Global stocks bounce back on easing Ukraine tensions

Stock markets around the world rebounded Tuesday from the previous day's slump as investors breathed a sigh of relief after Russian President Vladimir Putin declared there was "no need" yet to send troops into Ukraine.

London's benchmark FTSE 100 index ended the day up 1.72 percent at 6,823.77 points, Frankfurt's DAX 30 jumped 2.46 percent to 9,589.15 and the CAC 40 in Paris climbed 2.45 percent to 4,395.9.

Wall Street also bolted higher, with the Dow Jones Industrial Average up 1.28 percent to 16,375.37 points in midday trading.

The broad-based S&P 500 rose 1.33 percent to 1,870.30, while the tech-rich Nasdaq Composite Index gained 1.72 percent to 4,350.96.

"We're not sure how one says 'phew' in Russian, yet that is a collective exclamation at this juncture," said Briefing.com analyst Patrick O'Hare.

"The US stock market, therefore, is free to return to its normal course of chasing new record highs, secure in the thought that yet another worst-case scenario seems to have been averted."

The dollar and euro also clawed back some of Monday's losses against safe haven currency the yen as a degree of confidence returned to the market, while gold and oil prices fell from multi-month highs.

The US currency strengthened to 102.18 from 101.42 yen late in New York on Monday.

The euro edged up to $1.3736 from $1.3733 late on Monday.

Gold slid to $1,334.75 from $1,349.50 late on Monday.

"Markets have rebounded... as President Putin appeared to have cooled tensions," said Toby Morris, a trader at CMC Markets.

The Russian stock market rallied by more than five percent on Tuesday after plunging by more than 10 percent the previous day.

The ruble also rose slightly after hitting recent record low rates against the euro and dollar.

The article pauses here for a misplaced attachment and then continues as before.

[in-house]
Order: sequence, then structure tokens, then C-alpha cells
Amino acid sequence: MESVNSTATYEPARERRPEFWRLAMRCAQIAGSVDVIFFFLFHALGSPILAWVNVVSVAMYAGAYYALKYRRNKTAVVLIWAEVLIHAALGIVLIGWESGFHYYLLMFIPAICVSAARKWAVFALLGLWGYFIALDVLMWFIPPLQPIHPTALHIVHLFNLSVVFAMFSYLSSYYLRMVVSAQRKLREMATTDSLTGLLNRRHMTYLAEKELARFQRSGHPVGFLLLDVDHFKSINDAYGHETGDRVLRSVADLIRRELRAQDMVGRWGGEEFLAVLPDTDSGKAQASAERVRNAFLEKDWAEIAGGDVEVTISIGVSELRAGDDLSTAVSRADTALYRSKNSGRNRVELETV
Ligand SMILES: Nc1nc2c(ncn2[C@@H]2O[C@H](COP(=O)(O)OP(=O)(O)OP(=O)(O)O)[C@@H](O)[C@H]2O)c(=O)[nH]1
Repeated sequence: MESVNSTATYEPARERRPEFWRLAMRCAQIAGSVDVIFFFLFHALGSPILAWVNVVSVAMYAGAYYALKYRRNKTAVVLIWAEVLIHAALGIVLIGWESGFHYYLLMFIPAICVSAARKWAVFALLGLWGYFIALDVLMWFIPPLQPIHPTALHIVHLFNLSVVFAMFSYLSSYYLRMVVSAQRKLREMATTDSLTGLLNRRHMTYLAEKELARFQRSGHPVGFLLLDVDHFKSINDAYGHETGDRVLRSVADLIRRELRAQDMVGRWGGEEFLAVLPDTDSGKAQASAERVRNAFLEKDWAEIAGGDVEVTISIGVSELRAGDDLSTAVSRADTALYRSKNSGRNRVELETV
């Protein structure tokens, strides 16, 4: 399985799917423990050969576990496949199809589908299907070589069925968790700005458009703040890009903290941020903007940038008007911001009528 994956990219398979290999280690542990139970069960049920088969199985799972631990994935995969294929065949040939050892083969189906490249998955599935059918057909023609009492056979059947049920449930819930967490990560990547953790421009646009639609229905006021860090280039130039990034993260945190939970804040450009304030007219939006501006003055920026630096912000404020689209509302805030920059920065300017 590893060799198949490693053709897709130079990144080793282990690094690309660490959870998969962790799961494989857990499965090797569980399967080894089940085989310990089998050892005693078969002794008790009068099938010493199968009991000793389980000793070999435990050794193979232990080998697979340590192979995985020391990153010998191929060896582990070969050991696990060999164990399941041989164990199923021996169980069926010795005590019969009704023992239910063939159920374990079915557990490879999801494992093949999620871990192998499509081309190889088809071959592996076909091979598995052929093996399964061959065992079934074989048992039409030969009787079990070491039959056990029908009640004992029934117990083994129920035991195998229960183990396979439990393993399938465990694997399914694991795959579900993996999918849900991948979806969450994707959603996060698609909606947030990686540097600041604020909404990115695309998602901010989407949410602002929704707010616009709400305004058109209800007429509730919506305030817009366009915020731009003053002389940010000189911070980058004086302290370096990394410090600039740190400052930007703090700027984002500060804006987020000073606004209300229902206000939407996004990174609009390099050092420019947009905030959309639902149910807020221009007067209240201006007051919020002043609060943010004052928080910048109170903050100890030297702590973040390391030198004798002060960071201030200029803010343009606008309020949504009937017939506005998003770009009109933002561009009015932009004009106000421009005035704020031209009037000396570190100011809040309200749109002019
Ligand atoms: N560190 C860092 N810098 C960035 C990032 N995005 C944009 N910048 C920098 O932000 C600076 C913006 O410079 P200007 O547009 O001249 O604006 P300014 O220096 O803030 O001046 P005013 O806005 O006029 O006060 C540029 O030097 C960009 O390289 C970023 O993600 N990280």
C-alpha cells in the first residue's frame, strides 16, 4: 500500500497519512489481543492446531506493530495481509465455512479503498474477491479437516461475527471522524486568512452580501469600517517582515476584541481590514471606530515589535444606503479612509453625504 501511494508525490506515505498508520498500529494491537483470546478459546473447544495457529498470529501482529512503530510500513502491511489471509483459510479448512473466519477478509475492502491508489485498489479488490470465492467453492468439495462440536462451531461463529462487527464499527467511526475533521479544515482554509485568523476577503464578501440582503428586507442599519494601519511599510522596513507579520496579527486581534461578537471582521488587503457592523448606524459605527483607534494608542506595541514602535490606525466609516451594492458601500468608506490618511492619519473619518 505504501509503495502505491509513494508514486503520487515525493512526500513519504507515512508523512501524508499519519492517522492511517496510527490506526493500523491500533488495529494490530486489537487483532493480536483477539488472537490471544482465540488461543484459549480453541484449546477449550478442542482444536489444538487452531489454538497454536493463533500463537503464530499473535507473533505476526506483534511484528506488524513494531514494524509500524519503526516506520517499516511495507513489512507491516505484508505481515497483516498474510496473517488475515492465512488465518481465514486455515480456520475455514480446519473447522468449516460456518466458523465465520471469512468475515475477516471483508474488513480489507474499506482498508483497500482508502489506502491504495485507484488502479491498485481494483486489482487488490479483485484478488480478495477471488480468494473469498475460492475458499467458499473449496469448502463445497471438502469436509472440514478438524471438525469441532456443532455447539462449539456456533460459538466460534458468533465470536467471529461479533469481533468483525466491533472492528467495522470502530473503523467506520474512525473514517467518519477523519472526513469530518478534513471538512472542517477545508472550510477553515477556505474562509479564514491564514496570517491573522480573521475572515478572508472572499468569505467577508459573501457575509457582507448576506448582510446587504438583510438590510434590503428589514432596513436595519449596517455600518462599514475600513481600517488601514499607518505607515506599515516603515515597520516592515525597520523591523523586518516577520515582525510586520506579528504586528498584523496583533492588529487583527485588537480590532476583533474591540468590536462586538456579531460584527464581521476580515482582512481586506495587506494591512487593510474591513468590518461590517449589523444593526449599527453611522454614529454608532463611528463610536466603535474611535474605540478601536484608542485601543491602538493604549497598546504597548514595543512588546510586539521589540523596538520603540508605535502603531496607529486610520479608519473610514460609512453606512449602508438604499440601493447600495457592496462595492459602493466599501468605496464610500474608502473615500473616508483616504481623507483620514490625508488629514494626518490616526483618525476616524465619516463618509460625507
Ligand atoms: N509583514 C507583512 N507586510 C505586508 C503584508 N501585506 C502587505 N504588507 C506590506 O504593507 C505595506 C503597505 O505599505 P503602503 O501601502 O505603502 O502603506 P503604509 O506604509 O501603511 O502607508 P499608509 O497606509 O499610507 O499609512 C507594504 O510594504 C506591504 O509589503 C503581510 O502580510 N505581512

- Markets 'relaxed' -

World shares had mostly tumbled on Monday after Russia's parliament voted over the weekend to allow Putin to send troops into Crimea.

It came following last month's ousting of the pro-Russian government in Kiev of Viktor Yanukovych, after weeks of protests in the capital.

Pro-Moscow forces remain in de-facto control of Crimea -- a strategic Black Sea peninsula that has housed the Russian Black Sea Fleet since the 18th century, although Putin said Russian troops had not been involved in any of their actions.

But fears of an assault by Russian forces on Ukrainian military bases surrounded in Crimea -- a mainly Russian-speaking peninsula in the southeast of the ex-Soviet state -- did not materialise overnight.

Ukrainian officials said Monday that Russia had given Ukrainian soldiers in Crimea an ultimatum to surrender or face an all-out assault, although Russia denied this.

Putin also ordered Russian troops conducting training exercises near the Ukrainian border back to the barracks, but warned: "We reserve the right to use all means to protect" Russian and Ukrainian citizens in Ukraine.

CMC Markets UK analyst Michael Hewson said investors were reassured when Putin "stated he wasn't looking to annex the Crimea and that additional troops would only be sent into Ukraine under extreme circumstances and in observance of international law."

Varengold Bank analyst Anita Paluch said: "After a huge sell-off, markets look a little bit relaxed, but whether the rebound is a sustained one it remains to be seen."

Investors remain on edge as they await world leaders' response.

Moscow's move met with world condemnation, with the United States pledging Tuesday in Kiev a $1 billion support package to Ukraine after cutting post-Cold War military cooperation with Russia and considering further sanctions.

Meanwhile the European Union said it will help Ukraine pay the $2.0 billion it owes to Russian gas giant Gazprom, and is due to finalise its aid package on Wednesday. The EU is also looking at taking some sanctions against Russia.

The amounts pledged are still far from the 25 billion euros the new Ukrainian government says it needs over the next two years.

It is looking for 15 billion euros this year from the IMF, whose officials are in Kiev on a fact-finding mission that could open the way for a loan package.

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